We already knew quarterback Donovan McNabb had a bad relationship with Mike and Kyle Shanahan. On Thursday, we learned McNabb is still holding a grudge long after their breakup.
During an interview on ESPN’s “First Take,” McNabb again ripped the father-son coaching tandem, with whom he battled over the direction of the Washington Redskins’ offense during the 2010 season. McNabb believes that Mike, the team’s head coach, and Kyle, Washington’s offensive coordinator, will force quarterback Robert Griffin III to fit into their system instead of tailoring an offense to Griffin’s strengths.
McNabb said the Shanahans put their egos ahead of what’s best for the Redskins. Through team spokesman Tony Wyllie, the Shanahans declined to comment.
Given an opening to criticize two of his least favorite people, McNabb kicked the door in, which surely pleased ESPN executives. McNabb’s shots at Mike and Kyle made for great television. Unfortunately for McNabb, he came across as a bitter former employee who apparently hasn’t moved on from his only season with the Shanahans. Still, McNabb could have a point. We’ll find out soon enough.
The Redskins and their fans are abuzz about Griffin, whom the team is expected to select with the second overall pick in April’s NFL draft. Without question, Mike and Kyle will have the biggest roles in his development. If it turns out the Shanahans are better equipped to help Griffin, in part because of their brief encounter with McNabb, then at least something good came from McNabb’s time in Washington.
It’s true the Shanahans could have been more accommodating in calling the type of screen plays McNabb requested, especially early in the 2010 season (they argue they did; others in the organization disagree). At times over their two seasons in Washington, Mike and Kyle have seemed too rigid in sticking with game plans despite poor results.
McNabb was a rectangle they tried to cram into a round hole. He was about as comfortable in the Shanahans’ offense as the overmatched John Beck was directing plays that required passes of longer than five yards.
As for the Shanahans’ egos, well, all football coaches are highly confident. Let’s just say Mike and Kyle believe in themselves more than most. McNabb, however, has no way of knowing whether Griffin will face problems comparable to what he encountered.
McNabb once possessed off-the-charts athleticism and arm strength similar to that of Griffin — but that’s where the similarity of their situations ends. Unlike McNabb, Griffin would work with the Shanahans at the beginning of his career. They would have the opportunity to mold him from the start.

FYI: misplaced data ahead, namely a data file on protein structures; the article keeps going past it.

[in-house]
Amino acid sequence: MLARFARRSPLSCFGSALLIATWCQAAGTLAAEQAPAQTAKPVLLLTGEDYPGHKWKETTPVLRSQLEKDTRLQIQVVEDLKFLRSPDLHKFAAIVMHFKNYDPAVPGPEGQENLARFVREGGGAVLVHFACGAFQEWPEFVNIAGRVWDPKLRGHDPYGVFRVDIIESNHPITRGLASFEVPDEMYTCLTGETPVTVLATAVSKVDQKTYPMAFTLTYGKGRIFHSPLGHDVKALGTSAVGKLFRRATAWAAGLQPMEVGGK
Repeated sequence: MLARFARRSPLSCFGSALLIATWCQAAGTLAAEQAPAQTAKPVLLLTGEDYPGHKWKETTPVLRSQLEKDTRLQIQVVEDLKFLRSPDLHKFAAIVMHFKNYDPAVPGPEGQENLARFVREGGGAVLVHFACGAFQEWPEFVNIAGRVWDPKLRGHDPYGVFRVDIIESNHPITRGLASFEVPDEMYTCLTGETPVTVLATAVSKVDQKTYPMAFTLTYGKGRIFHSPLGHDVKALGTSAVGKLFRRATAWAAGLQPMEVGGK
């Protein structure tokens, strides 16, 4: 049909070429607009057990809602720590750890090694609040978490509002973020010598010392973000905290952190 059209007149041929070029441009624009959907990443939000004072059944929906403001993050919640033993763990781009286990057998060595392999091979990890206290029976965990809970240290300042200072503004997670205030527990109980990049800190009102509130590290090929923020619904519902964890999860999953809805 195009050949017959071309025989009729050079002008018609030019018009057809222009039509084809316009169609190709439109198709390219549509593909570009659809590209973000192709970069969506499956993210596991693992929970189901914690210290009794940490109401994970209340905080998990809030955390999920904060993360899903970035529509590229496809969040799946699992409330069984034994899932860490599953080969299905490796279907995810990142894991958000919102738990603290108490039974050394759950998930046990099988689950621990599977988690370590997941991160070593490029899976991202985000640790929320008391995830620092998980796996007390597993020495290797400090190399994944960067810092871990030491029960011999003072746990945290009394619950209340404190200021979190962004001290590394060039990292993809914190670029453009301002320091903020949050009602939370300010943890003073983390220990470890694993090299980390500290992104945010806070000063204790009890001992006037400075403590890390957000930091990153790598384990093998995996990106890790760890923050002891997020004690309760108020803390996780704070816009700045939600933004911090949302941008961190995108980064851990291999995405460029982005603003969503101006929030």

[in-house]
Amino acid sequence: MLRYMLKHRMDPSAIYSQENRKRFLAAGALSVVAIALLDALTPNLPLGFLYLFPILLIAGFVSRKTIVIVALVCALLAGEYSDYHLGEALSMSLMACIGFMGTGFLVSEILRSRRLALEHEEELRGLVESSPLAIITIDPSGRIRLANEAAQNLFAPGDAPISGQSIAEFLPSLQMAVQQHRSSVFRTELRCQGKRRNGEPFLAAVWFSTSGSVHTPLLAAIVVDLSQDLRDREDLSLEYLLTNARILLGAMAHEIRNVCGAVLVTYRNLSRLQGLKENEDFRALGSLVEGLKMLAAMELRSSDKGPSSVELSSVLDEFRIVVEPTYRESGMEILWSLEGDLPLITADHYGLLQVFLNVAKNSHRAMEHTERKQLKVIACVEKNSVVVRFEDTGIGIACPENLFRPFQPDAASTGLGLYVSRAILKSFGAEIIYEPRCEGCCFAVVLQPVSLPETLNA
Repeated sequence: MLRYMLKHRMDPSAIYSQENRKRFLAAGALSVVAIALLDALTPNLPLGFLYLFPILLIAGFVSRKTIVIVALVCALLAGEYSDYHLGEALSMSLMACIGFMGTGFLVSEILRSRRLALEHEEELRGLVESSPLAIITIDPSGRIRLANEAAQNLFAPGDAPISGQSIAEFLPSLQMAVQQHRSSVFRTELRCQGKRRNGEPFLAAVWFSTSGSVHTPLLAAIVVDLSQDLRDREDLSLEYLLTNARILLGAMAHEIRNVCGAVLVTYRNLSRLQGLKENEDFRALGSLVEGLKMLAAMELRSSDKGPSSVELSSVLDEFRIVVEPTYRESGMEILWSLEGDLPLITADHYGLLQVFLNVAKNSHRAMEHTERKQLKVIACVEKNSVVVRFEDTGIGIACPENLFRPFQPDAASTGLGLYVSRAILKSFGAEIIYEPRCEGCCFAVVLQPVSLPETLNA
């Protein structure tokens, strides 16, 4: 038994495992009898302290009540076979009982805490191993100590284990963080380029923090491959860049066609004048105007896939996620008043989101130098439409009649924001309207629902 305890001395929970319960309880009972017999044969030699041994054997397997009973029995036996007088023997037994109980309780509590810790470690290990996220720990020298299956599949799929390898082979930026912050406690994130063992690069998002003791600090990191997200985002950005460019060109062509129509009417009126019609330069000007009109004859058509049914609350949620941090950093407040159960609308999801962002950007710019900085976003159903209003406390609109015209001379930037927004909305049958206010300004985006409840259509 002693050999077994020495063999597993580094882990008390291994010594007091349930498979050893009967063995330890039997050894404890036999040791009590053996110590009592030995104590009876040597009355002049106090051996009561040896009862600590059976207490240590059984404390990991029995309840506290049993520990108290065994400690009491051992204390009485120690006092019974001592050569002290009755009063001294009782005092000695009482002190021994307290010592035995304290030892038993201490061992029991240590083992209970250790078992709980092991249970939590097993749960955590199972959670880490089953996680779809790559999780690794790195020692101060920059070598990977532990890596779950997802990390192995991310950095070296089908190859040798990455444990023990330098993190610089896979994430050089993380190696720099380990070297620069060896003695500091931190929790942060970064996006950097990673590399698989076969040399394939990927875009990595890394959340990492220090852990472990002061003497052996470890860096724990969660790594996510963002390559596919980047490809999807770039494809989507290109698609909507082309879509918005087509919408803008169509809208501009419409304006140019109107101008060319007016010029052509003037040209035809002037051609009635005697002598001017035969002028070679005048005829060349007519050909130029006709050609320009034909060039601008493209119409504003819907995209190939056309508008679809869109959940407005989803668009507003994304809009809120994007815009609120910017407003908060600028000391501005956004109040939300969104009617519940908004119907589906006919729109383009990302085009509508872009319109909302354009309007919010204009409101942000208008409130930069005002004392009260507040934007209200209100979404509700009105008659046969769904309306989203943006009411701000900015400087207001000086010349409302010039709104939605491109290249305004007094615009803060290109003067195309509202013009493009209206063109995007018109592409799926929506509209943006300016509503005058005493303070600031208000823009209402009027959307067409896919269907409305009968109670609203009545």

When he arrived in Washington before the 2010 season, McNabb was a set-in-his-ways veteran. He already had been in the league 11 seasons. McNabb was a star at the sport’s most important position and carried himself like one. He expected to be treated as such.
The Shanahans asked the six-time Pro Bowler to retool his game. McNabb’s footwork, throwing mechanics, film study — Mike and Kyle had ideas to improve it all.
The changes were necessary, in their view, because McNabb had lost something on his fastball over the years. McNabb wasn’t interested in being remade. Thus, the friction began, leading to his abrupt departure last July in a trade with the Minnesota Vikings.
The Shanahans are perfectionists about the quarterback position. Given that, it wouldn’t be shocking if they tinkered with some aspects of Griffin’s game.
But they also know what’s at stake. After two wasted seasons in Washington, they need Griffin to be spectacular, not merely good. And it has to happen quickly, too. Mike, entering the third year of a five-year contract with the Redskins, has staked his future on Griffin; Kyle’s chances of ever becoming a head coach depend largely on his success with the Heisman Trophy winner.
Redskins people say the Shanahans still have complete confidence in the offense Mike designed over the years and Kyle also used when he was the Houston Texans’ play-caller. They believe their problems in Washington have stemmed from poor quarterback play, not scheme.
The expectation at Redskins Park is that the Shanahans, at least initially, will try to make it work with Griffin doing things their way. If it becomes evident, though, that changes in philosophy would accelerate Griffin’s learning curve, the Shanahans have to put Griffin first. Washington paid the steepest price in NFL history — three first-round picks and another in the second round — to move up to No. 2 in the draft. The gamble has to pay off big.
Mike and Kyle are smart guys, even though their first two seasons in Washington haven’t shown it. With so much on the line for them, they won’t get caught up in the same behind-the-scenes bickering they did with McNabb, who really should let it go now.
Last season in Minnesota, McNabb had a chance to state his case. Instead, he struggled and eventually lost the starting job to a rookie. At his request, the Vikings released him late last season. No other team signed him.
Drafting Griffin would offer the Shanahans a similar chance to vindicate themselves and their methods. Surely, they don’t intend to blow theirs. We’ll soon know if they learned more from their experience with McNabb than he did.
For Jason Reid’s previous columns, go to washingtonpost.com/reid.